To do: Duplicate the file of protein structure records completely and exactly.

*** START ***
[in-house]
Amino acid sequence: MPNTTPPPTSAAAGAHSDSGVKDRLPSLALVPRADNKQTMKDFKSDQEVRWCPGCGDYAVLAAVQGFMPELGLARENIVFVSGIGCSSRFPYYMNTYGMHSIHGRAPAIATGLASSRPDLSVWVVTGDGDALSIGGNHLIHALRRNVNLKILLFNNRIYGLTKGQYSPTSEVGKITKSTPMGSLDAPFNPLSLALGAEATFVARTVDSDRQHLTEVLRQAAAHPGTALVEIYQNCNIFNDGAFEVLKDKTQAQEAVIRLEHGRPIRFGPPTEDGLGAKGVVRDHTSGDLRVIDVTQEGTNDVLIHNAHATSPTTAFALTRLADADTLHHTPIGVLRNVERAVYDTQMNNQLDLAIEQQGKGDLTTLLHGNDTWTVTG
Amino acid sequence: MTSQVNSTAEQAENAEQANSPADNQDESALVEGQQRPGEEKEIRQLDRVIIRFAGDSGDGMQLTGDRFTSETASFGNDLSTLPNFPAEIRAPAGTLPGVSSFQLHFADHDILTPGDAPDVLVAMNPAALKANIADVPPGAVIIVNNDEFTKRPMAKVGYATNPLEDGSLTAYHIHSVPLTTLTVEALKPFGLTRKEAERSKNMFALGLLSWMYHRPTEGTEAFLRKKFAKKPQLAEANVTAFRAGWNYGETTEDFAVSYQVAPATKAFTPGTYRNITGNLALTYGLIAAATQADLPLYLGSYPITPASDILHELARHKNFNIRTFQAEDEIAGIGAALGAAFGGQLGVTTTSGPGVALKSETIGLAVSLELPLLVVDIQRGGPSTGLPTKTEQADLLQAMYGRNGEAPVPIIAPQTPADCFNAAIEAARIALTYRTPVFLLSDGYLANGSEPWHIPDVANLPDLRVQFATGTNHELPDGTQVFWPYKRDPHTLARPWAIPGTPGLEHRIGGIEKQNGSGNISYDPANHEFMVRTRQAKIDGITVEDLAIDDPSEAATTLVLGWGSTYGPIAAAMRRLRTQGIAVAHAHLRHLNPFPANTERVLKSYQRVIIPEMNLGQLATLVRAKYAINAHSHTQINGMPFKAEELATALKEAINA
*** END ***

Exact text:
[in-house]
Amino acid sequence: MPNTTPPPTSAAAGAHSDSGVKDRLPSLALVPRADNKQTMKDFKSDQEVRWCPGCGDYAVLAAVQGFMPELGLARENIVFVSGIGCSSRFPYYMNTYGMHSIHGRAPAIATGLASSRPDLSVWVVTGDGDALSIGGNHLIHALRRNVNLKILLFNNRIYGLTKGQYSPTSEVGKITKSTPMGSLDAPFNPLSLALGAEATFVARTVDSDRQHLTEVLRQAAAHPGTALVEIYQNCNIFNDGAFEVLKDKTQAQEAVIRLEHGRPIRFGPPTEDGLGAKGVVRDHTSGDLRVIDVTQEGTNDVLIHNAHATSPTTAFALTRLADADTLHHTPIGVLRNVERAVYDTQMNNQLDLAIEQQGKGDLTTLLHGNDTWTVTG
Amino acid sequence: MTSQVNSTAEQAENAEQANSPADNQDESALVEGQQRPGEEKEIRQLDRVIIRFAGDSGDGMQLTGDRFTSETASFGNDLSTLPNFPAEIRAPAGTLPGVSSFQLHFADHDILTPGDAPDVLVAMNPAALKANIADVPPGAVIIVNNDEFTKRPMAKVGYATNPLEDGSLTAYHIHSVPLTTLTVEALKPFGLTRKEAERSKNMFALGLLSWMYHRPTEGTEAFLRKKFAKKPQLAEANVTAFRAGWNYGETTEDFAVSYQVAPATKAFTPGTYRNITGNLALTYGLIAAATQADLPLYLGSYPITPASDILHELARHKNFNIRTFQAEDEIAGIGAALGAAFGGQLGVTTTSGPGVALKSETIGLAVSLELPLLVVDIQRGGPSTGLPTKTEQADLLQAMYGRNGEAPVPIIAPQTPADCFNAAIEAARIALTYRTPVFLLSDGYLANGSEPWHIPDVANLPDLRVQFATGTNHELPDGTQVFWPYKRDPHTLARPWAIPGTPGLEHRIGGIEKQNGSGNISYDPANHEFMVRTRQAKIDGITVEDLAIDDPSEAATTLVLGWGSTYGPIAAAMRRLRTQGIAVAHAHLRHLNPFPANTERVLKSYQRVIIPEMNLGQLATLVRAKYAINAHSHTQINGMPFKAEELATALKEAINA